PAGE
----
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Help Find Pressure Stratification

  1. Sep 26, 2010 #1
    Hey everyone, this is my first post here. I'm in my second year of university at the University of Toronto planning to do a major in physics and a minor in astrophysics and english (I know, the english is a twist).

    I feel like my astrophysics class is moving too fast, in a sense. I understand the ideas behind each of the lectures and the conceptual ideas involved with each, but the I feel the math is beyond my understanding (at least at the speed that we move at).

    I'll probably be in here more and more often over the next little while, trying to get comfortable with this stuff, but here's my current question:

    1. Find the pressure stratification P(r) inside a star with mass M and radius R in which the density decreases linearly with r via the expression

    D(r) = Dc(1-[r/R])

    where Dc is the central density.

    Alright, I've rethinked (rethunk, mayhaps) my approach and have come up with this:

    2. So, all I know is that I need to find an expression for the pressure which varies as a function of the radius. However, we know that the density also varies as a function of the radius, as does the mass (presumably, more mass is contained within the star if its volume increases).


    D(r) = m(r)/V(r)

    Assuming that the star is a sphere, V = 4pi r^3 / 3, so,

    D(r) = 3m(r) / 4pi r^3

    Such that as r -> R, D -> 0, m -> M

    Now I need to find an expression for the pressure stratification, which I expect will be inversley proportional to r, (that is, the pressure at the centre of the star will be greater than that at its edges).

    Pressure is defined as a force over a given area, so in the case of the star I will say this area is the entire surface area of the star at a given radius, such that:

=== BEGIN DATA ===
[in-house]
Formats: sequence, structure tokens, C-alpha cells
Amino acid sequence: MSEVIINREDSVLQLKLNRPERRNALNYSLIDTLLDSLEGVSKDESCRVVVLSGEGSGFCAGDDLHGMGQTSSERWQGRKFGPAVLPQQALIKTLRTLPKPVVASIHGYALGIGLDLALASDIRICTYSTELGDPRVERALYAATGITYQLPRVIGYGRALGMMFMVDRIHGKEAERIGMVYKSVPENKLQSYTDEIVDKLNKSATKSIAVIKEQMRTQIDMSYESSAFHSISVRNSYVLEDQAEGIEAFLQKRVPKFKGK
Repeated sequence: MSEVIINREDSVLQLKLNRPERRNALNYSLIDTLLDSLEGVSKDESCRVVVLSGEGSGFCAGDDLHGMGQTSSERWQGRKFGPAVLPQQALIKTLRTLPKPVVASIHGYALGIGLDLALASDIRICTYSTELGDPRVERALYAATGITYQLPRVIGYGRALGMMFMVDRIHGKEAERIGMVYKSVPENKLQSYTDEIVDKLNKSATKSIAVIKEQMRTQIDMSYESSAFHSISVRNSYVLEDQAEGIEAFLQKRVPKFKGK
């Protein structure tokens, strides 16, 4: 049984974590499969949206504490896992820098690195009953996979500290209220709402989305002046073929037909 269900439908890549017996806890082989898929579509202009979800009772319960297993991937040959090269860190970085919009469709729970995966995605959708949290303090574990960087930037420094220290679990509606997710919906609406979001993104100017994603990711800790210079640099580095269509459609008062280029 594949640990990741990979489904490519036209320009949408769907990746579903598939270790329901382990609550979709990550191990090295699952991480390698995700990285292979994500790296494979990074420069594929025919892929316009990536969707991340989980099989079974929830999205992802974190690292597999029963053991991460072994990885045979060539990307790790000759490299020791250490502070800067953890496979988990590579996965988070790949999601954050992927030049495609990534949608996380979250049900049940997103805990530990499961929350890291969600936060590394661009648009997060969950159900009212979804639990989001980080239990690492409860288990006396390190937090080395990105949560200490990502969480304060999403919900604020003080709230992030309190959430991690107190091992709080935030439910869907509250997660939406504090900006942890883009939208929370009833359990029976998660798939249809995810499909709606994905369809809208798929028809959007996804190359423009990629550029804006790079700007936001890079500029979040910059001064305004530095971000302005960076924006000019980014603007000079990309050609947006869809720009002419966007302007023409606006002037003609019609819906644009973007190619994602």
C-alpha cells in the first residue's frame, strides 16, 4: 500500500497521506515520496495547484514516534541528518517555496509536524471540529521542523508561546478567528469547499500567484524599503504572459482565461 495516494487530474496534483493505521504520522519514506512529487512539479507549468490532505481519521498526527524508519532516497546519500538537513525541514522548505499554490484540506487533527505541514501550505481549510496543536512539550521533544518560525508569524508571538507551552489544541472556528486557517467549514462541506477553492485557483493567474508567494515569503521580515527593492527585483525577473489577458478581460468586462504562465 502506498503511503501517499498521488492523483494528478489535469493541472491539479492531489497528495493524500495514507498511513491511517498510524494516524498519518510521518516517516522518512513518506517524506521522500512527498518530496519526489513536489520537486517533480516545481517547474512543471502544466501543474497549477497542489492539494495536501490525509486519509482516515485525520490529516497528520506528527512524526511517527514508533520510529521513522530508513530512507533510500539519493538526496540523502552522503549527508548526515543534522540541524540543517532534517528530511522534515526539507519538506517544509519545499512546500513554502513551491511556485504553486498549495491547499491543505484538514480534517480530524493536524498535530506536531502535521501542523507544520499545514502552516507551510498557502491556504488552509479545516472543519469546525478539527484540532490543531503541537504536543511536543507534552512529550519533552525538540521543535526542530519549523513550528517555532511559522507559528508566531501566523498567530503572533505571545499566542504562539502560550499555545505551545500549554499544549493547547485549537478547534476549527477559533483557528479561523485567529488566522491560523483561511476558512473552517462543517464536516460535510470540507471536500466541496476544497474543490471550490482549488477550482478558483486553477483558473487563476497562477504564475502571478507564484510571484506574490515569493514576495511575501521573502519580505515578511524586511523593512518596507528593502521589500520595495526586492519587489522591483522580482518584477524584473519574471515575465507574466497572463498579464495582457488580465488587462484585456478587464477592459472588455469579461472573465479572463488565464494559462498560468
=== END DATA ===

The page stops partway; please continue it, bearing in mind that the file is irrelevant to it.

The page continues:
SA = 4pi r^2

    P(r) = F / 4 pi r^2

    Now I simply need to find what the force IS. If the star is in hydrostatic equilibrium then the pressure force is equal to the gravitational force which can be written as:

    Fg = -Gm(r)/r^2 where the mass is also a function of the radius, so that...

    P(r) = -Gm(r) / 4 pi r^4

    Now, our term for D(r) = 3m(r) / 4 pi r^3 => 4 pi r^3 = 3m(r) / D(r)

    P(r) = -Gm(r) / r [3m(r) / D(r)]
    P(r) = -Gm(r) D(r) / 3m(r) r

    But we know, from the question that D(r) changes with with respect to readius such that:

    D(r) = Dc(1-[r/R])

    P(r) = -Gm(r) Dc(1-[r/R]) / 3m(r) r

    Does this make sense at all? I feel like I'm missing something since I am not including the M term (the entire mass of the star at radius R) which is provided in the question. All help will be greatly appreciated.
    Last edited: Sep 27, 2010
  2. jcsd
  3. Sep 29, 2010 #2
    Hey, I just finished this assignment. I don't know if you'll check this before class but I sure hope so.

    Using hydrostatic equilibrium, you have
    dP(r)/dr = -GM(r)rho(r)/r^2

    Since both mass and density are functions of r, you can make use of Mass conservation equation to solve for M(r) in terms of rho(o), r and R.

    Then substitute the derived equation for M(r) and rho(r) in hydrostatic equation. Do some algebra before integrating both sides. Now you should have P(r) in terms of rho(o) and other r functions. Since there is still no M in the equation, you can go back to the derived M(r) equation and solve for M(R) and then solve in terms of rho(o). It should give you some M in the numerator and volume in the denominator (since you are solving for density). The problem is solved! Then just re-write the P(r) equation in terms of M, r and R.

    I hope this helps. Gah I hate staying up so late...
    Last edited: Sep 29, 2010
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